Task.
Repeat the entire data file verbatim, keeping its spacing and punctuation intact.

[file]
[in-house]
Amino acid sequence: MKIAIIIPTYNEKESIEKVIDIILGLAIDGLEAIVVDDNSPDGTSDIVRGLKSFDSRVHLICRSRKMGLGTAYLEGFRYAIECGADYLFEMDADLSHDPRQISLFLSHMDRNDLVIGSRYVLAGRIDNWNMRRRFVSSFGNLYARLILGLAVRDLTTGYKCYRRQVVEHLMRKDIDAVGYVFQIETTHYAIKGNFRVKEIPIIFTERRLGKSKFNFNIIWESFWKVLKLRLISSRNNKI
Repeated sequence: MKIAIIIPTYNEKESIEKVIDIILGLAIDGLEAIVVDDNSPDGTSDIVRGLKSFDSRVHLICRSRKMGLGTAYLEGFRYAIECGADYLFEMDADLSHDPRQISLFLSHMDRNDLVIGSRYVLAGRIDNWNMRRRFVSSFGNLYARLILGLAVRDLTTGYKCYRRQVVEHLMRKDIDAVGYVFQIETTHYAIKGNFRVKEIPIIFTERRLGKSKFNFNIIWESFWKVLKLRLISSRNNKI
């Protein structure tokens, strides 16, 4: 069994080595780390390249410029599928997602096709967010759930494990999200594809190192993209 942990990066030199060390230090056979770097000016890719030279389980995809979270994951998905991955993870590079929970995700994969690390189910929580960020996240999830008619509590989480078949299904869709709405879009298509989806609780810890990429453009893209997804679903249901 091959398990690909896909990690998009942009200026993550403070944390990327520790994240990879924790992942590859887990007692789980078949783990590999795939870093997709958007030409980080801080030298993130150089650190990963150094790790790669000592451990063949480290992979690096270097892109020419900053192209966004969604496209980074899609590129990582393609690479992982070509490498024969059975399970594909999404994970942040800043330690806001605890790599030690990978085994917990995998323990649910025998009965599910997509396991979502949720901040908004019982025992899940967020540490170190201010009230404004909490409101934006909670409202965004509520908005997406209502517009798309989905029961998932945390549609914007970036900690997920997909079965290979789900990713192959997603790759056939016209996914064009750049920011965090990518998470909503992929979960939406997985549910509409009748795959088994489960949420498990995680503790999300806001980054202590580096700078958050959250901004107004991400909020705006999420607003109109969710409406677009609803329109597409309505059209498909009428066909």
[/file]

[in-house]
Amino acid sequence: MKIAIIIPTYNEKESIEKVIDIILGLAIDGLEAIVVDDNSPDGTSDIVRGLKSFDSRVHLICRSRKMGLGTAYLEGFRYAIECGADYLFEMDADLSHDPRQISLFLSHMDRNDLVIGSRYVLAGRIDNWNMRRRFVSSFGNLYARLILGLAVRDLTTGYKCYRRQVVEHLMRKDIDAVGYVFQIETTHYAIKGNFRVKEIPIIFTERRLGKSKFNFNIIWESFWKVLKLRLISSRNNKI
Repeated sequence: MKIAIIIPTYNEKESIEKVIDIILGLAIDGLEAIVVDDNSPDGTSDIVRGLKSFDSRVHLICRSRKMGLGTAYLEGFRYAIECGADYLFEMDADLSHDPRQISLFLSHMDRNDLVIGSRYVLAGRIDNWNMRRRFVSSFGNLYARLILGLAVRDLTTGYKCYRRQVVEHLMRKDIDAVGYVFQIETTHYAIKGNFRVKEIPIIFTERRLGKSKFNFNIIWESFWKVLKLRLISSRNNKI
């Protein structure tokens, strides 16, 4: 069994080595780390390249410029599928997602096709967010759930494990999200594809190192993209 942990990066030199060390230090056979770097000016890719030279389980995809979270994951998905991955993870590079929970995700994969690390189910929580960020996240999830008619509590989480078949299904869709709405879009298509989806609780810890990429453009893209997804679903249901 091959398990690909896909990690998009942009200026993550403070944390990327520790994240990879924790992942590859887990007692789980078949783990590999795939870093997709958007030409980080801080030298993130150089650190990963150094790790790669000592451990063949480290992979690096270097892109020419900053192209966004969604496209980074899609590129990582393609690479992982070509490498024969059975399970594909999404994970942040800043330690806001605890790599030690990978085994917990995998323990649910025998009965599910997509396991979502949720901040908004019982025992899940967020540490170190201010009230404004909490409101934006909670409202965004509520908005997406209502517009798309989905029961998932945390549609914007970036900690997920997909079965290979789900990713192959997603790759056939016209996914064009750049920011965090990518998470909503992929979960939406997985549910509409009748795959088994489960949420498990995680503790999300806001980054202590580096700078958050959250901004107004991400909020705006999420607003109109969710409406677009609803329109597409309505059209498909009428066909």